|What are liquidated damages in real estate?
In real estate, liquidated damages are costs incurred by the seller if a deal falls through under certain circumstances. The liquidated damages clause in a real estate contract protects the seller by allowing for some compensation.
A good example would be if a seller makes all requested repairs, all contingencies are met, and the deal falls through at the last minute. In that case, the seller may be able to use the liquidated damages clause to soften the blow.
The liquidated damages clause in a real estate contract is a reasonable and agreed upon amount that would be awarded to the seller, should the buyer breach the contract under certain circumstances.
The amount of liquidated damages can vary by contract or state law. In California, for example, liquidated damages are usually capped at 3% of the purchase price for most home sales.
Once contingencies are released, many sellers begin to pack their home, schedule the movers, put a deposit down on a new home and maybe even leave their job. There could be real financial and emotional strain for the seller if the buyer decides they don’t want the house and breach the contract.
The liquidated damages clause protects the seller by awarding an agreed-upon amount to cover their losses. It also protects the buyer by limiting the damages to a “reasonable” amount.
Reasons to Include a Liquidated Damages Clause in Your Contract
It Simplifies Resolving a Contract Breach
If you and your buyer agree on a liquidated damages clause that defines reasonable damage amounts, should there be a breach, resolving the dispute will be less taxing.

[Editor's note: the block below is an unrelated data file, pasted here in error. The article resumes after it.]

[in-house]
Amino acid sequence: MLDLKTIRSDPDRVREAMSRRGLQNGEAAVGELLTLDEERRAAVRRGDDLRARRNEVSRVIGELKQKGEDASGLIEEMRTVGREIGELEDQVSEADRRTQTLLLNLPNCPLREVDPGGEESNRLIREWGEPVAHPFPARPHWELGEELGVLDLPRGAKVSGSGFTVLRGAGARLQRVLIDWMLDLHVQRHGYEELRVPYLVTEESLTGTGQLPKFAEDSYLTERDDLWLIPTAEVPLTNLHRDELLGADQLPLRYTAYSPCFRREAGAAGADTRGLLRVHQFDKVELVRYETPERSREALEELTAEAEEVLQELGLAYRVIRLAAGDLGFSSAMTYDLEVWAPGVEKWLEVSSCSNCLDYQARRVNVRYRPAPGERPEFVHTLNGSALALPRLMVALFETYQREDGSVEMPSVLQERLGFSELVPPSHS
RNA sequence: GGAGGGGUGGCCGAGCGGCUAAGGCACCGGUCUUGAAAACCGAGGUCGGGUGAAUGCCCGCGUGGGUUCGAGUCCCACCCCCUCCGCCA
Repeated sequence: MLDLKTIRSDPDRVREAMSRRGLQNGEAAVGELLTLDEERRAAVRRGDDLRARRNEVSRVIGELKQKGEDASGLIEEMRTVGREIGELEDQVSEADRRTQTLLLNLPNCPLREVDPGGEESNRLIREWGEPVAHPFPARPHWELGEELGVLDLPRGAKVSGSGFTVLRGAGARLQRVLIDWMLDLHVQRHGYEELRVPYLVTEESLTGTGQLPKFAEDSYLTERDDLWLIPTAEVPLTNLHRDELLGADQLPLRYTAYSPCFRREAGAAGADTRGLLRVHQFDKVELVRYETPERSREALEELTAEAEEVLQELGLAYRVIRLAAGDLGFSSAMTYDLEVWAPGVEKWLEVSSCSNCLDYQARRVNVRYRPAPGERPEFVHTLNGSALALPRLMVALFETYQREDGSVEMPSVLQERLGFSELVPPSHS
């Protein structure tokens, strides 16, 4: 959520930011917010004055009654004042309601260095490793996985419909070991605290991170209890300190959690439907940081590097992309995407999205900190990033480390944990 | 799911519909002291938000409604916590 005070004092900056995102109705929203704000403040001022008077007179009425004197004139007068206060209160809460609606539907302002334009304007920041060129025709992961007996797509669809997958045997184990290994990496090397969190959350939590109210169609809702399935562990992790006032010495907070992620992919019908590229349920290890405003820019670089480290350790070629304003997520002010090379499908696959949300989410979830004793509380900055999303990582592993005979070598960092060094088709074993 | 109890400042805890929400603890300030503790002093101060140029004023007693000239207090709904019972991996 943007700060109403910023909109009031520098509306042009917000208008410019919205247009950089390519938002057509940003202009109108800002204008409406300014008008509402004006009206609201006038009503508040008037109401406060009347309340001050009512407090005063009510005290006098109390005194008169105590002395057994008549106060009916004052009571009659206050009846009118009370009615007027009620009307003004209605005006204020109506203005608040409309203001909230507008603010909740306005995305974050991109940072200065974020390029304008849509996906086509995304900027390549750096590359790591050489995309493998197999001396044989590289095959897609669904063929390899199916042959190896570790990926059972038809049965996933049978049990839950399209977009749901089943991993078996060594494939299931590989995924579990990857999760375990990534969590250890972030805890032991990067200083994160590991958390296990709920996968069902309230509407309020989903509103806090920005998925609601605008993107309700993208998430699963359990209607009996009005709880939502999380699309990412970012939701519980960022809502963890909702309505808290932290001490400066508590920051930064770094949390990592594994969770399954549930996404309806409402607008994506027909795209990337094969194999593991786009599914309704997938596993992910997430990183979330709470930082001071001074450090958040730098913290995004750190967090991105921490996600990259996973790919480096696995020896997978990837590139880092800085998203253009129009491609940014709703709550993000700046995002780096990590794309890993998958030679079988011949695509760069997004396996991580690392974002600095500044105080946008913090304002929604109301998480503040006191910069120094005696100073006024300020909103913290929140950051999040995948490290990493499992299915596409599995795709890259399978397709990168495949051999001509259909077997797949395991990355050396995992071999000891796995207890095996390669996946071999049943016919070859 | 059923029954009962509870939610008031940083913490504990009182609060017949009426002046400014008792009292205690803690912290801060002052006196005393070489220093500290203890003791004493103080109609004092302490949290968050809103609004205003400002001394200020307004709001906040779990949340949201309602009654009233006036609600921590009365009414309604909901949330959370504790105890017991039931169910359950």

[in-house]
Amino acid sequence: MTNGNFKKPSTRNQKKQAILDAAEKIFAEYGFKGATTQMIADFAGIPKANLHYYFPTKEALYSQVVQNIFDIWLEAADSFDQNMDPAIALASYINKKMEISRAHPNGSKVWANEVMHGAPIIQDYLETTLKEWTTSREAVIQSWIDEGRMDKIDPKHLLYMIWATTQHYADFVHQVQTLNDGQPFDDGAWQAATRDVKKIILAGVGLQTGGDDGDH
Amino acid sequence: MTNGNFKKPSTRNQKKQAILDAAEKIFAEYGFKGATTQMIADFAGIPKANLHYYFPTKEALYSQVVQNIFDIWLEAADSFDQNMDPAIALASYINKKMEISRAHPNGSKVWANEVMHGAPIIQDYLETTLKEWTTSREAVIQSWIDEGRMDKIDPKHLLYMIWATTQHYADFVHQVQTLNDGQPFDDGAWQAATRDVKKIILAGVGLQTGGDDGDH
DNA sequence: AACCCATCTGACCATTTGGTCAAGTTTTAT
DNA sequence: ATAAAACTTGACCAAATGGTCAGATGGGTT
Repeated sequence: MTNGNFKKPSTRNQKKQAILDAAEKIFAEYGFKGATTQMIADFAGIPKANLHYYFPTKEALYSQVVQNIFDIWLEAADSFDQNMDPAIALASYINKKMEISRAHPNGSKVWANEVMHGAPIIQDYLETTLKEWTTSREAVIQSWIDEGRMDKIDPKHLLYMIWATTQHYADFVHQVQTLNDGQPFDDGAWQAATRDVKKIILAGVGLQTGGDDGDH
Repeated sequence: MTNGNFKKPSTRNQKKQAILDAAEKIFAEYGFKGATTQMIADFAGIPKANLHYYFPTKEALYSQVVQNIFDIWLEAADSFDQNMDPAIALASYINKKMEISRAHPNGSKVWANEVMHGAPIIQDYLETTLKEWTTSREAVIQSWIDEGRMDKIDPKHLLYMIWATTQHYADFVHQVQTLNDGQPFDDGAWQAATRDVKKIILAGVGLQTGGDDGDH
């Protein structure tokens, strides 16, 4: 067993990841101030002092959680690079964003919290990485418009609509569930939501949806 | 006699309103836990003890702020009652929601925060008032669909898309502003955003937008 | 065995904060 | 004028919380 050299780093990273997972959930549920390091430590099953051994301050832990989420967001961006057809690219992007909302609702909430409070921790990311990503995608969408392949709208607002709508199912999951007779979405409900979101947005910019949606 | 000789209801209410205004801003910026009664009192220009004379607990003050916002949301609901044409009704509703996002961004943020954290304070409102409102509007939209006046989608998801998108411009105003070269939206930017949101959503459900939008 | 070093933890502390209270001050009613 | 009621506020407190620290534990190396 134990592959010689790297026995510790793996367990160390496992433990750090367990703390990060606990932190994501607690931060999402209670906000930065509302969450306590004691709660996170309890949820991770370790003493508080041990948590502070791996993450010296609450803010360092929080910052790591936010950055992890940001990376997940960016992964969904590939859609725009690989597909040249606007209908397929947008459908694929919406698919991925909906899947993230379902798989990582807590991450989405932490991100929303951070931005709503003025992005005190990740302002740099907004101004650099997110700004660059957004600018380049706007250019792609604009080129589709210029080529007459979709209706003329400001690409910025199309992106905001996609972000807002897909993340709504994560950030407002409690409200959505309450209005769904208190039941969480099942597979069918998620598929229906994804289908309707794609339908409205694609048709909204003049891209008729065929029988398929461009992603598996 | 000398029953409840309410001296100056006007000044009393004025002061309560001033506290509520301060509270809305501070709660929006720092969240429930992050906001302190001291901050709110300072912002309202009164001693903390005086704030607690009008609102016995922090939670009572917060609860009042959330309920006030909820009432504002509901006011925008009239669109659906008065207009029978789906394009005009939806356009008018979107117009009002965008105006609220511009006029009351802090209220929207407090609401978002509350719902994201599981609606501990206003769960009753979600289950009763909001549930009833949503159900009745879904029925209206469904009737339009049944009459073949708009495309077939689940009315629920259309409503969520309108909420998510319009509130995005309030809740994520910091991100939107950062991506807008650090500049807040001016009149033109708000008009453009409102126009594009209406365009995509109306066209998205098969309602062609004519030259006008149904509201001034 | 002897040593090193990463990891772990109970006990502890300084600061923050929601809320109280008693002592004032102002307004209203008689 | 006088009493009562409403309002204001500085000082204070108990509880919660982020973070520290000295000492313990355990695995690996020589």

If you neglect to put this clause in your purchase agreement, you will have to prove the amount of your financial loss in order to collect monetary damages for your buyer’s breach.
It Saves You From Needing To Seek Legal Counsel if There’s a Breach
Without a this clause in your purchase agreement, if the buyer chooses to rescind his or her offer, you will need to seek legal assistance to reconcile the matter.
A legal dispute involving attorneys can be costly to you (and to the buyer); however, with a liquidated damages clause, seeking legal representation may not be necessary since the terms of the breach are already outlined and have been agreed to by both parties.
However, if both parties can’t agree on the amount owed, then arbitration or court involvement may be necessary.
The buyer’s deposit is usually held in escrow until the sale is complete. If the buyer decides to breach your purchase agreement, your damages clause will make you eligible to recover their deposit money. However, to do so, escrow companies usually require both parties sign an agreement prior to the release of any funds. In the event that the buyer is being uncooperative, this clause will help you collect.
What if There Is No Liquidated Damages Clause?
In the absence of the liquidated damages clause, the seller would have to prove the amount of costs incurred when the buyer breached. This legal dispute would be costly for both buyer and seller. A liquidated damages clause saves both sides the legal burden.
This clause is standard in most real estate offers. It is typically in the best interest of both the buyer and seller to have one.